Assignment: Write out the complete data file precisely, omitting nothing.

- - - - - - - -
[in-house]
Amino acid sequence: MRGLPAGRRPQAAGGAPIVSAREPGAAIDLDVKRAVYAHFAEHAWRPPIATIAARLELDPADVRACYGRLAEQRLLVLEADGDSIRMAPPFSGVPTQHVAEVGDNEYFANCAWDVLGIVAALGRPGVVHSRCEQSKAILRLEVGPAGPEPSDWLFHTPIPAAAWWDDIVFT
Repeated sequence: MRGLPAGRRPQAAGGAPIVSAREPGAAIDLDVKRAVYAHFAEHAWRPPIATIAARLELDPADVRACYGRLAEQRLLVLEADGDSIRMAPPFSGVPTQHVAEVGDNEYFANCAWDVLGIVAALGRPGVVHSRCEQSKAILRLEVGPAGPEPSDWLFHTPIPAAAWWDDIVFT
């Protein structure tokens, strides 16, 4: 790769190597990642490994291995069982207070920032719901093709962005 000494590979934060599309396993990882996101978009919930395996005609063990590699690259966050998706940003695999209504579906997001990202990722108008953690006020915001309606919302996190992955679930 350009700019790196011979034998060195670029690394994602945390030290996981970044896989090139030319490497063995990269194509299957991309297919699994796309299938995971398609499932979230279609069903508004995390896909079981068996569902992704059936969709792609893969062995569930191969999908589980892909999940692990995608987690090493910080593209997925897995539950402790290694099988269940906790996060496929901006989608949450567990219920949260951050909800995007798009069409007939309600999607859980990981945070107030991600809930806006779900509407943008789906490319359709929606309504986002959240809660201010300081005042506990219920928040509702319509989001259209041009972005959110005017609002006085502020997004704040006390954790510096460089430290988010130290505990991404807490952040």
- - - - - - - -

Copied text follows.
[in-house]
Amino acid sequence: MRGLPAGRRPQAAGGAPIVSAREPGAAIDLDVKRAVYAHFAEHAWRPPIATIAARLELDPADVRACYGRLAEQRLLVLEADGDSIRMAPPFSGVPTQHVAEVGDNEYFANCAWDVLGIVAALGRPGVVHSRCEQSKAILRLEVGPAGPEPSDWLFHTPIPAAAWWDDIVFT
Repeated sequence: MRGLPAGRRPQAAGGAPIVSAREPGAAIDLDVKRAVYAHFAEHAWRPPIATIAARLELDPADVRACYGRLAEQRLLVLEADGDSIRMAPPFSGVPTQHVAEVGDNEYFANCAWDVLGIVAALGRPGVVHSRCEQSKAILRLEVGPAGPEPSDWLFHTPIPAAAWWDDIVFT
């Protein structure tokens, strides 16, 4: 790769190597990642490994291995069982207070920032719901093709962005 000494590979934060599309396993990882996101978009919930395996005609063990590699690259966050998706940003695999209504579906997001990202990722108008953690006020915001309606919302996190992955679930 350009700019790196011979034998060195670029690394994602945390030290996981970044896989090139030319490497063995990269194509299957991309297919699994796309299938995971398609499932979230279609069903508004995390896909079981068996569902992704059936969709792609893969062995569930191969999908589980892909999940692990995608987690090493910080593209997925897995539950402790290694099988269940906790996060496929901006989608949450567990219920949260951050909800995007798009069409007939309600999607859980990981945070107030991600809930806006779900509407943008789906490319359709929606309504986002959240809660201010300081005042506990219920928040509702319509989001259209041009972005959110005017609002006085502020997004704040006390954790510096460089430290988010130290505990991404807490952040």